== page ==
Sunday, February 26, 2017

Movie Review: Split

After delivering absolute crackers like The Sixth Sense, M Night Shyamalan has had a string of movies that frequently show up on the worst movies list - but critics are going gaga over his latest - a psycho thriller in which James McAvoy plays a victim of childhood abuse, suffering from dissociative identity disorder with 23 distinct personalities. 

The film opens to a gripping scene in which one of his evil avatars kidnaps three young girls, locking them away in an underground bunker. McAvoy delivers a memorable performance, even though the director never develops, or even exposes more than a handful of the 23 personalities. McAvoy swings effortlessly between the sinister Dennis and the female avatar Patricia, to the kiddo Hedwig and a gay fashion designer Barry, but the movie never really builds up a gripping tempo. The 3 girls are completely wasted. Scenes show promise, but then just like the lethargic girls, die out with a whimper. The premise of a person with 23 completely disconnected personalities (and then add some supernatural stuff to it) opens up so many interesting possibilities in screenplay and story - and it was disappointing that the film meanders towards a predictable end. 

Unlike most of Shyamalan's movies, the end is predictable, and the "twist" when it comes, is more like a squirm in your seat, almost as if you are willing your body to react, so you justify sitting through until the credits begin to roll..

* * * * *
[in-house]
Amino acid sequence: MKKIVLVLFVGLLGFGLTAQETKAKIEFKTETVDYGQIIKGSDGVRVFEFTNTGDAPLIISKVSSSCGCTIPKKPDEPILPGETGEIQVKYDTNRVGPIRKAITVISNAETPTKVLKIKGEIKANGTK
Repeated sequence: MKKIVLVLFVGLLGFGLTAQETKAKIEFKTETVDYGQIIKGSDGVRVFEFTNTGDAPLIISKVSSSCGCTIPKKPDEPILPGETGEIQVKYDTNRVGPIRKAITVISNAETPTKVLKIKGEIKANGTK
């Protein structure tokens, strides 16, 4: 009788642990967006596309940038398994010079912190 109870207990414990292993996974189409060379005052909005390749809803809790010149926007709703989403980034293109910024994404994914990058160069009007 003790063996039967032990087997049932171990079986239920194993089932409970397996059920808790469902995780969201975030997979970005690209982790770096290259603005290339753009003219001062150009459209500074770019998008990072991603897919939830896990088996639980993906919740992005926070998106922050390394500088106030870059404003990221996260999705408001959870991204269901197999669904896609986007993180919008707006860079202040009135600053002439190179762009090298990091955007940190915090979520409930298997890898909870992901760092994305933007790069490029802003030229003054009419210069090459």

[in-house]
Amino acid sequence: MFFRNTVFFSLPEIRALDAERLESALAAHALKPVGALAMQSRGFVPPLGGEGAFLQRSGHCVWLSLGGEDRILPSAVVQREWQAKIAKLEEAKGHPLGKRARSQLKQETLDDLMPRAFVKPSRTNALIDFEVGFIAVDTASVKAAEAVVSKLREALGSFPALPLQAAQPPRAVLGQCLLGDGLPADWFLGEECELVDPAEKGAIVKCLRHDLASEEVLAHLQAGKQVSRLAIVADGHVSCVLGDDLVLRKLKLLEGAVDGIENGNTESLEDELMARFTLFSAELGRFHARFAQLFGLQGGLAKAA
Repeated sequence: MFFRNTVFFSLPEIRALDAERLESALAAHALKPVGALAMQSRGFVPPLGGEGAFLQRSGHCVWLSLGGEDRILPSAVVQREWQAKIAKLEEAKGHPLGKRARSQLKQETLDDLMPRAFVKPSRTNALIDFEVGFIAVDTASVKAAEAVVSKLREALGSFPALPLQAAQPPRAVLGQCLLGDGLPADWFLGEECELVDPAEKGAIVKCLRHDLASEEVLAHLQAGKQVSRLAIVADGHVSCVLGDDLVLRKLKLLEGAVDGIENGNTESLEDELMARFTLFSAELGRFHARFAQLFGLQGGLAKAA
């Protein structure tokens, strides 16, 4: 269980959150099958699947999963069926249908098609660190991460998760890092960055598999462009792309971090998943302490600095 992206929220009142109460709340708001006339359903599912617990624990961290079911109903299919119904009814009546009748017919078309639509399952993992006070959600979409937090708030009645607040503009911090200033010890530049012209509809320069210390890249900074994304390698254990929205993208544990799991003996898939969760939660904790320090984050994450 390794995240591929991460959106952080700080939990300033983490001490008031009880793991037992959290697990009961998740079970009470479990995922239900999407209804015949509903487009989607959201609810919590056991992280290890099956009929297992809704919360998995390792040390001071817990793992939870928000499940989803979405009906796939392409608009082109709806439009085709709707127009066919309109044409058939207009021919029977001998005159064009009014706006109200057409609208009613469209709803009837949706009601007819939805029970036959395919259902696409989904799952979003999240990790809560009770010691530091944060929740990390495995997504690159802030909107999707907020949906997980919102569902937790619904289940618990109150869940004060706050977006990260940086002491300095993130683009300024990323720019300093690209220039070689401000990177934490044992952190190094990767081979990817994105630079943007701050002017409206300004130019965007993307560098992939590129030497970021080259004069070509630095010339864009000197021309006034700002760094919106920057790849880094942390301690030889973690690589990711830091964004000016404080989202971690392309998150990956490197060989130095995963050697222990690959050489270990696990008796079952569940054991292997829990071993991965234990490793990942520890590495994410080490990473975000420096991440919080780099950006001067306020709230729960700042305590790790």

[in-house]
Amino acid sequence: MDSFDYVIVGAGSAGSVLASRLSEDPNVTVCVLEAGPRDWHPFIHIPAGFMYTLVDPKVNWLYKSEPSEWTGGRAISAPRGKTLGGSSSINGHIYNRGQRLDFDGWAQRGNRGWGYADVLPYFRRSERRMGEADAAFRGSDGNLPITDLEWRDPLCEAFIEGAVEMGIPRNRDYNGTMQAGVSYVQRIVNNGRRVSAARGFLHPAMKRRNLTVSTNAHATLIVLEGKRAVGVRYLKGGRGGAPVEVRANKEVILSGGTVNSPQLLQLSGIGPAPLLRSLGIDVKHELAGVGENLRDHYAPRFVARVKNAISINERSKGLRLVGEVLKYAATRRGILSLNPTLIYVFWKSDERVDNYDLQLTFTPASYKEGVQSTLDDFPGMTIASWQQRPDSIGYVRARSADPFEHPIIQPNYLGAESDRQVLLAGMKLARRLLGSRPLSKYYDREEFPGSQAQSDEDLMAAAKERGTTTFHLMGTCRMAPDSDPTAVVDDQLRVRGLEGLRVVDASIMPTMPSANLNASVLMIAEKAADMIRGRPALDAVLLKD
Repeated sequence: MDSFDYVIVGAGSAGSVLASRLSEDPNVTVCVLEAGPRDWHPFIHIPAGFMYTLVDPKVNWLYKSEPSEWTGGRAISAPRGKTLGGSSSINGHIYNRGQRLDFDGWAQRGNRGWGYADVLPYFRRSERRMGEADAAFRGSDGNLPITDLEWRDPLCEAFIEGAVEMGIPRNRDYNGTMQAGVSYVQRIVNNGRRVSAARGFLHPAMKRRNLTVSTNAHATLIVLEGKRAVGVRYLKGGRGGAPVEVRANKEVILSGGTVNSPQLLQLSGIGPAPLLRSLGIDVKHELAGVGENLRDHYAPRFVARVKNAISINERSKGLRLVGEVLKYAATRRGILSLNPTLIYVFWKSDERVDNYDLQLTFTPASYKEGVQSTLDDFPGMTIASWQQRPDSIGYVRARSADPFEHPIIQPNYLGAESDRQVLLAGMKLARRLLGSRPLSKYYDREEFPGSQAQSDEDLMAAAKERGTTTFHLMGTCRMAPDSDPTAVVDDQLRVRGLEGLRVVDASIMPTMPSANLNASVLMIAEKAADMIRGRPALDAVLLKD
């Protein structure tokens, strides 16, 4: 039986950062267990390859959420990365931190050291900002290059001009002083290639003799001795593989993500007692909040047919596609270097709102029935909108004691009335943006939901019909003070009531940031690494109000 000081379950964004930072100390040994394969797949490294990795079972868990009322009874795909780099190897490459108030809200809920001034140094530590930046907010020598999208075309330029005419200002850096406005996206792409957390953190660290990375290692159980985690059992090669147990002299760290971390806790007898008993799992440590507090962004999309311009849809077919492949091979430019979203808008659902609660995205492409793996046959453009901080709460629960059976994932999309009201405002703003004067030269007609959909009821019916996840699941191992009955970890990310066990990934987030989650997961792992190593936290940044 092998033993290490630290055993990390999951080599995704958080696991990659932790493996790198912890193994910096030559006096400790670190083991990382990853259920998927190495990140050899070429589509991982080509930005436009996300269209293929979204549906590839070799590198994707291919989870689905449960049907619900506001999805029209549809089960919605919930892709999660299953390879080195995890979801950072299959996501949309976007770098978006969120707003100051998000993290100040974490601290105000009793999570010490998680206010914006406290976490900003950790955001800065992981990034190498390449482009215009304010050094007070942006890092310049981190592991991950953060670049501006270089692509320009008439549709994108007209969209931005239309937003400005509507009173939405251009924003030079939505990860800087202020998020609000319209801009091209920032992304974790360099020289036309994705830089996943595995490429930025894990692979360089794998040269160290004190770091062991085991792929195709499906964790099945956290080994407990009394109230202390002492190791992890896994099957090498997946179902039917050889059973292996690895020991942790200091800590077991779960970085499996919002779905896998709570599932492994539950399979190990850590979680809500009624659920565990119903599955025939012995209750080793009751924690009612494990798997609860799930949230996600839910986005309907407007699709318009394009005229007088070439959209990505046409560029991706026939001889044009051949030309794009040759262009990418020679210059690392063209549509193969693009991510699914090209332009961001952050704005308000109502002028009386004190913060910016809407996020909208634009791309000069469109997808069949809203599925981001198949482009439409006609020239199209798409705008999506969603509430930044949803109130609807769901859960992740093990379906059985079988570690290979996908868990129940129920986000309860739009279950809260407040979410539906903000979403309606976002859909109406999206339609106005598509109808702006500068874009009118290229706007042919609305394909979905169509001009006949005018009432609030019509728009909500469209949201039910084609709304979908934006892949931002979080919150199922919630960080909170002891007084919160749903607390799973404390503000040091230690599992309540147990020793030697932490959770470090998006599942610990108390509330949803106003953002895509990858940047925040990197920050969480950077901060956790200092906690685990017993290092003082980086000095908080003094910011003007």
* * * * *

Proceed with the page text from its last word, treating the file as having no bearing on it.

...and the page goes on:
Movie Review: Rangoon

Set in the 40s, towards the end of the second world war, Rangoon is a love triangle between a married rich producer Russi Billimoria (Saif Ail Khan), the heart throb of the nation, the daredevil actress Julia (Kangana Ranaut) and Jamadar Nawab Malik (Shahid Kapoor), a braveheart in the British Army fighting against the invading Japanese. When the British convince Russi to send his paramour Julia to the Indo-Burma border to regale the troops, Jamadar Malik is assigned as her body guard. War is no hurdle to a passionate romance, and Jamadar Malik falls madly in love with the free spirited Julia, who finds in him a release from Russi's possessive, protective nature (he calls her his "kiddo", treating her as his expensive toy, albeit always with love and respect). But Julia finds out that Malik is a spy - he works for Bose's INA, and is tasked with spiriting out an expensive, exquisite sword to fund the INA's war effort. Will he win over Julia, or will she turn him over to Russi and the British? Or will there be another twist in this wartime romance saga?

Rangoon scores a perfect 10 on cinematography and set design. The locales are absolutely stunning, and the grim war scenes have been shot at a quality rarely seen in Bollywood. Even the lighting is spot on. My favorites are the plane attack on the river, and the mud fight between Shahid and Kangana.

Saif is dependable as Russi Billimoria, a dangerous streak always underlying, but never really surfacing. Shahid is also restrained and sincere. But Kangana absolutely hits it out of the park with a performance that's sexy, childishly innocent, free spirited, and very lovable. This is one Bollywood actor that never fails to wow!